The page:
POWER TO THE PEOPLE? BOLSHEVIKS, THE BERLIN WALL, THE ARAB SPRING, AND MUCH MORE
Chris Danziger, lecturer
Europe prides itself on being a role model for democracies all over the world. But for the great majority of its history it has been ruled by hereditary monarchs and military dictators. There have really only been three occasions in the last 150 years when the people took power into their own hands. In all three cases the results fell far short of the hopes. Even today there are ominous signs of a slide into authoritarianism that has spilled over to political turbulence elsewhere in the world. This course looks at the continent-wide revolution of 1848, the Bolshevik Revolution of 1917, the fall of the Berlin Wall, post-colonial Africa and the Arab Spring. Why does democracy struggle so to take root? What lessons can future generations learn from these failures?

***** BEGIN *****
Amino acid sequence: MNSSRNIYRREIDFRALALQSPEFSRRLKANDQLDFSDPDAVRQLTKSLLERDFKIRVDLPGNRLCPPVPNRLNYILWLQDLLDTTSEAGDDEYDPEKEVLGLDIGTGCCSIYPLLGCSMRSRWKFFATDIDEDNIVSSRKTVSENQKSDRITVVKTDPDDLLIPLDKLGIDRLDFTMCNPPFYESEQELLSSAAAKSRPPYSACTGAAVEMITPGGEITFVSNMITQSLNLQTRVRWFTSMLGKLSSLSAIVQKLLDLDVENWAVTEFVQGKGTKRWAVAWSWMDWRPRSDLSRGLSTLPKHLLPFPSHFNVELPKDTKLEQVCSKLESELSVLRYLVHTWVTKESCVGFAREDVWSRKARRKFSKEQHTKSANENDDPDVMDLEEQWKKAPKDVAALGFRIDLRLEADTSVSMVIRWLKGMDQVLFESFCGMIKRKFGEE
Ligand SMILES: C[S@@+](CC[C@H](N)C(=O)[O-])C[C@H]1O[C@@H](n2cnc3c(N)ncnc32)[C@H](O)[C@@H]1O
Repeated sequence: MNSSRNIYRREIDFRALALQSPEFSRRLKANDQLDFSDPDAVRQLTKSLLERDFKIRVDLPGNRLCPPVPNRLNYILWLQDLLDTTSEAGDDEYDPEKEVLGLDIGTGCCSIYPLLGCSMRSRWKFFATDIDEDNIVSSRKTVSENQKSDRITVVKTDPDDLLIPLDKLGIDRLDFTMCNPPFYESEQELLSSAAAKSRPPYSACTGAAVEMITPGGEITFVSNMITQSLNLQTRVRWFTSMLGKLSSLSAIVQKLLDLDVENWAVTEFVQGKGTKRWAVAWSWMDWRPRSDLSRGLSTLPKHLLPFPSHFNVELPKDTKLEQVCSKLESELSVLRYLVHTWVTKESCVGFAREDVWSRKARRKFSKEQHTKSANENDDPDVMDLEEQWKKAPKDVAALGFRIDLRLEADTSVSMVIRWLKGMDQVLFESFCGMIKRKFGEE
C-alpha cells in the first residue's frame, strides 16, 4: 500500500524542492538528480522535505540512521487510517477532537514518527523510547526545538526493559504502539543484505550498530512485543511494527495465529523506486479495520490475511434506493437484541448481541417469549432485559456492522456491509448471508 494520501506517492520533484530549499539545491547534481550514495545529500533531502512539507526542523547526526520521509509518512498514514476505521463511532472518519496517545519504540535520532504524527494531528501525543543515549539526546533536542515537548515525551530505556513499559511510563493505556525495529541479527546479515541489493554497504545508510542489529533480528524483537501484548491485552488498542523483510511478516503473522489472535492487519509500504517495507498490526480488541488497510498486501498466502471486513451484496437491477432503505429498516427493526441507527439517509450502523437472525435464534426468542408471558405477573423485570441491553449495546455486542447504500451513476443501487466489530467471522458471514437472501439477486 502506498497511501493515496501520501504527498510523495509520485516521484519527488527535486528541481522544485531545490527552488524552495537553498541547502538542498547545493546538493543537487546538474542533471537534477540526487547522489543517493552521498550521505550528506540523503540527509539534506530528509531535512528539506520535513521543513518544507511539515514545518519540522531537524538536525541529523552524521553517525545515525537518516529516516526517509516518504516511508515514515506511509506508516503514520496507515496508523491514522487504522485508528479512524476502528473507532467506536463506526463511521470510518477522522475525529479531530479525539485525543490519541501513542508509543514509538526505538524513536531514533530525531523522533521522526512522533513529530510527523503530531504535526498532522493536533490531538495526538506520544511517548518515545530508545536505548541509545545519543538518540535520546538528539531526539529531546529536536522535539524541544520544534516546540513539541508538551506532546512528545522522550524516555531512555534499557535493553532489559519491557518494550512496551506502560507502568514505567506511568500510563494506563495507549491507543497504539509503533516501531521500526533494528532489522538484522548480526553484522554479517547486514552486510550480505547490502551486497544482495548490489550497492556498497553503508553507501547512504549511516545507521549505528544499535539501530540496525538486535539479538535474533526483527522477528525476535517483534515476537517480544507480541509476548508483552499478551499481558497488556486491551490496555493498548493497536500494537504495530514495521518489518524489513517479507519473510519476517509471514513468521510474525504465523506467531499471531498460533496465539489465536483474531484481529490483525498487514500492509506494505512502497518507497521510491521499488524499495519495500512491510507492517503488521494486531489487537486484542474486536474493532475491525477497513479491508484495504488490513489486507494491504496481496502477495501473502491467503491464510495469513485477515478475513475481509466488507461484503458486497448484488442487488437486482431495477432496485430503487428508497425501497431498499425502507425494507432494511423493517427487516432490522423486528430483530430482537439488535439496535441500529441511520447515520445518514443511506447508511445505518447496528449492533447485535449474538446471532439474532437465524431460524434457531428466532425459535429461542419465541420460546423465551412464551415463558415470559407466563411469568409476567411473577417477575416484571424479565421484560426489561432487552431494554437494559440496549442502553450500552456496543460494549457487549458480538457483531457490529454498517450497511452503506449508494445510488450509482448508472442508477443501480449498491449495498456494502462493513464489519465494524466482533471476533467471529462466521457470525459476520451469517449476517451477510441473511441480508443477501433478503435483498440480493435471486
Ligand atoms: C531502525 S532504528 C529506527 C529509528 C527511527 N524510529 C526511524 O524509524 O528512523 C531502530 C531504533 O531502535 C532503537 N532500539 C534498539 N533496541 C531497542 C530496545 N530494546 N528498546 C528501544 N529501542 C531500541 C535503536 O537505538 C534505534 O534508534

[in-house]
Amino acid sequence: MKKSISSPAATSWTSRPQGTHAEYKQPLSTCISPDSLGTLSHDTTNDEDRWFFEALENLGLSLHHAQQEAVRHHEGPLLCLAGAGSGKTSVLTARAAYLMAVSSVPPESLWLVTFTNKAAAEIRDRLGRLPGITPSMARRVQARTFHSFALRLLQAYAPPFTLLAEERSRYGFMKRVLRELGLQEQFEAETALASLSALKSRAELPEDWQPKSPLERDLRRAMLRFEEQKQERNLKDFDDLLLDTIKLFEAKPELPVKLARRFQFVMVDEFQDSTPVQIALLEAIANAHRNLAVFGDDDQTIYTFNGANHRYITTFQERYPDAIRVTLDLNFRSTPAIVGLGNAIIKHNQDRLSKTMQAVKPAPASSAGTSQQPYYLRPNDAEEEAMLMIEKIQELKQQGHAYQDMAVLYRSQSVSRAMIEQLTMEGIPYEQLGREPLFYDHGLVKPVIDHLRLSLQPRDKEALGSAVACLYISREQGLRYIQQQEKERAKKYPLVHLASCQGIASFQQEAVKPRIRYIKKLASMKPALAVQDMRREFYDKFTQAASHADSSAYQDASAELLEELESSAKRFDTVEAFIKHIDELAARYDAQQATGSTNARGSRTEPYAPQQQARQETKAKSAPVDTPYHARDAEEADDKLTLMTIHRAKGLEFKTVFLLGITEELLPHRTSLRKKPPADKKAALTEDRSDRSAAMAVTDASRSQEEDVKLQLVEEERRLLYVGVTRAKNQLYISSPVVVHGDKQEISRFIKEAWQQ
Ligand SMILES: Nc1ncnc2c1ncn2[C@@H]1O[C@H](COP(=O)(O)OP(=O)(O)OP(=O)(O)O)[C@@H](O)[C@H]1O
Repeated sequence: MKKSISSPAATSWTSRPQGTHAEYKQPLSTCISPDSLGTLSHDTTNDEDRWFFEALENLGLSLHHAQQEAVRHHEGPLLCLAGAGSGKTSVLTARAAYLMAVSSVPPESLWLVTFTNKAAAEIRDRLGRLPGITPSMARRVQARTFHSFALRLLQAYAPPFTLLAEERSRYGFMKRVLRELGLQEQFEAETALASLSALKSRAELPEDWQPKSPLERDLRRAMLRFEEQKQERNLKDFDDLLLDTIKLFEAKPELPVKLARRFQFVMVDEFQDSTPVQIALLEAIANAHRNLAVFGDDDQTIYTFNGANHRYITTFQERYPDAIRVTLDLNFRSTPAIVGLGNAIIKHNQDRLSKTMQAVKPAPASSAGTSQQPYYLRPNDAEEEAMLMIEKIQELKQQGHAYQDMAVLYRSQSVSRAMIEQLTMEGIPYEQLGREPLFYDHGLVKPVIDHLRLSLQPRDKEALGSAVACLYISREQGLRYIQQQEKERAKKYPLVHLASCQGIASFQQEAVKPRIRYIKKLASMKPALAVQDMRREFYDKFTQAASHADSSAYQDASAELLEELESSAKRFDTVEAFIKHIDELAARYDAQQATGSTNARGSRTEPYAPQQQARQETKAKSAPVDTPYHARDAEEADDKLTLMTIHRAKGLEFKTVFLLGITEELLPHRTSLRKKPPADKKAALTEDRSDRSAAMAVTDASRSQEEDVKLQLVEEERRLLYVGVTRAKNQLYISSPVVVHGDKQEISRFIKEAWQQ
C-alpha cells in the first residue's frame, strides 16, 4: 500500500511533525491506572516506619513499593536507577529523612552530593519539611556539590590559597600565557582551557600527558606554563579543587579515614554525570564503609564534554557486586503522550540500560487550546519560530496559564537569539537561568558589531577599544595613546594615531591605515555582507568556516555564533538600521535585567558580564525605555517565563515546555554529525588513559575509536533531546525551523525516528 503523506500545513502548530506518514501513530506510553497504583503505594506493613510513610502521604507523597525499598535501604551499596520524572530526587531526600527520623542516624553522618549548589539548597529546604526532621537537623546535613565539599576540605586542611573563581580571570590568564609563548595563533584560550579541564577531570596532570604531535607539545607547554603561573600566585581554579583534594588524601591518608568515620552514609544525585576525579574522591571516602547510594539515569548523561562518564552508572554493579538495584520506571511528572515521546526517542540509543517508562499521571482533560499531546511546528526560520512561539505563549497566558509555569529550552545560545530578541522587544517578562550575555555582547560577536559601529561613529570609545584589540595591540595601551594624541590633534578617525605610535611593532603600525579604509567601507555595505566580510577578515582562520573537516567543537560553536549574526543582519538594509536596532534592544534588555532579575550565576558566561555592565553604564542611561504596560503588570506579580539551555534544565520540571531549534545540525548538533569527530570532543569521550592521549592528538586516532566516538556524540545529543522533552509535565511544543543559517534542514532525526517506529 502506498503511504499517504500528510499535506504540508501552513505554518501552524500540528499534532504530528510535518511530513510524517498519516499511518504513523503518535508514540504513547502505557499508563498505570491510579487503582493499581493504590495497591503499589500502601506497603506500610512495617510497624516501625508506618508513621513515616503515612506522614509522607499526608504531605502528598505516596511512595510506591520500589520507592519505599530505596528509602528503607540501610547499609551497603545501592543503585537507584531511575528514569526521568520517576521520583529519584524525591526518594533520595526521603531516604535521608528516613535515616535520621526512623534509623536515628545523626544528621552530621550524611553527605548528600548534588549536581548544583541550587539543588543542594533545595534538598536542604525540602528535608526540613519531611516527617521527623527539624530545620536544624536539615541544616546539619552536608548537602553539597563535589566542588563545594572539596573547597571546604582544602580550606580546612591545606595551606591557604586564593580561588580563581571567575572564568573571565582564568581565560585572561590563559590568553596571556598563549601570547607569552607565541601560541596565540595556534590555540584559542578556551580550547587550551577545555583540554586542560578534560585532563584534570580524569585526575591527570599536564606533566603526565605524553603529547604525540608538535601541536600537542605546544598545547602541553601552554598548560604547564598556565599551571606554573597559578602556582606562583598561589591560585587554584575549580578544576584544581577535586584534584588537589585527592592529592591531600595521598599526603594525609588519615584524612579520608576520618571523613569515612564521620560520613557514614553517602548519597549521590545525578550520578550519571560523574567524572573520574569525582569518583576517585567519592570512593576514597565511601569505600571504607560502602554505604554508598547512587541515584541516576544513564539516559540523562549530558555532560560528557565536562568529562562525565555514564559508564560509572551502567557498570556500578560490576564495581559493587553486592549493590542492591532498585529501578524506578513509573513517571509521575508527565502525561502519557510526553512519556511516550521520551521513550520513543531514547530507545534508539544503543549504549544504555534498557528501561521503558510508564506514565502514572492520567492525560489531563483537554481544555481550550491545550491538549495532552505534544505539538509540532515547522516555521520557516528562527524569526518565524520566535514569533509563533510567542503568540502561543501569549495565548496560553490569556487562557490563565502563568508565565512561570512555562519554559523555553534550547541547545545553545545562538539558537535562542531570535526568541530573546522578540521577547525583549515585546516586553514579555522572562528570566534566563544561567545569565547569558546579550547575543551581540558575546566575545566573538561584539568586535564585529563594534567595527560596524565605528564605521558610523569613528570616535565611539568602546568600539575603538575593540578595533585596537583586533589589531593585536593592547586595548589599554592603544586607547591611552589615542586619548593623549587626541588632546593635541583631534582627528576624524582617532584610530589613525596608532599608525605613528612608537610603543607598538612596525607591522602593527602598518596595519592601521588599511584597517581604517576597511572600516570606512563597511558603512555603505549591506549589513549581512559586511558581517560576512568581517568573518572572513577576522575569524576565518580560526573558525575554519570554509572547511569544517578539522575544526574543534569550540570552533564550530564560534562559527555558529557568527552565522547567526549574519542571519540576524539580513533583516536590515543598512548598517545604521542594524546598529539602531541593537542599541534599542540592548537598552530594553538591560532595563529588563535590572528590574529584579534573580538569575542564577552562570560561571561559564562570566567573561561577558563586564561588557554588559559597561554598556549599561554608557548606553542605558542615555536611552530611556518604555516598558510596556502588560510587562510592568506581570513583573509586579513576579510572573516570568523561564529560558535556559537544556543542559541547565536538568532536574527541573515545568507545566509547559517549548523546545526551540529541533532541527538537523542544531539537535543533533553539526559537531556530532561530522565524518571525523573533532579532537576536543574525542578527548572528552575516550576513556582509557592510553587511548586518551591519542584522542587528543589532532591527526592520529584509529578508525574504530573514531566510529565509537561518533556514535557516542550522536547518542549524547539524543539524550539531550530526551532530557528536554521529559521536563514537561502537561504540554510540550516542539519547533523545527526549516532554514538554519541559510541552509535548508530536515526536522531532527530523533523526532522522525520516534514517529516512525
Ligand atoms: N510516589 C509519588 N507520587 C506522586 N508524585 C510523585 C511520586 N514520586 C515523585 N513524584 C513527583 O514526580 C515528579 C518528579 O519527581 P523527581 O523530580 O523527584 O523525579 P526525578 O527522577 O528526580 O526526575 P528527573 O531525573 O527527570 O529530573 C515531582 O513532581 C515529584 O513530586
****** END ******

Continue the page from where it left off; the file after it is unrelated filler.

1. 1848: ‘the springtime of the peoples’
2. Bookends: the Bolshevik Revolution (1917) and the fall of the Berlin Wall (1989)
3. Post-colonial societies and the Arab Spring
Rosenfeld, S. 2018. Democracy and Truth: a Short History. University of Pennsylvania Press.
Dunn, J. 2018. Setting the People Free. Princeton University Press.
Danahar, P. 2015. The New Middle East: the World After the Arab Spring. Bloomsbury.
Cheeseman, N. 2021. The Moral Economy of Elections in Africa. Cambridge University Press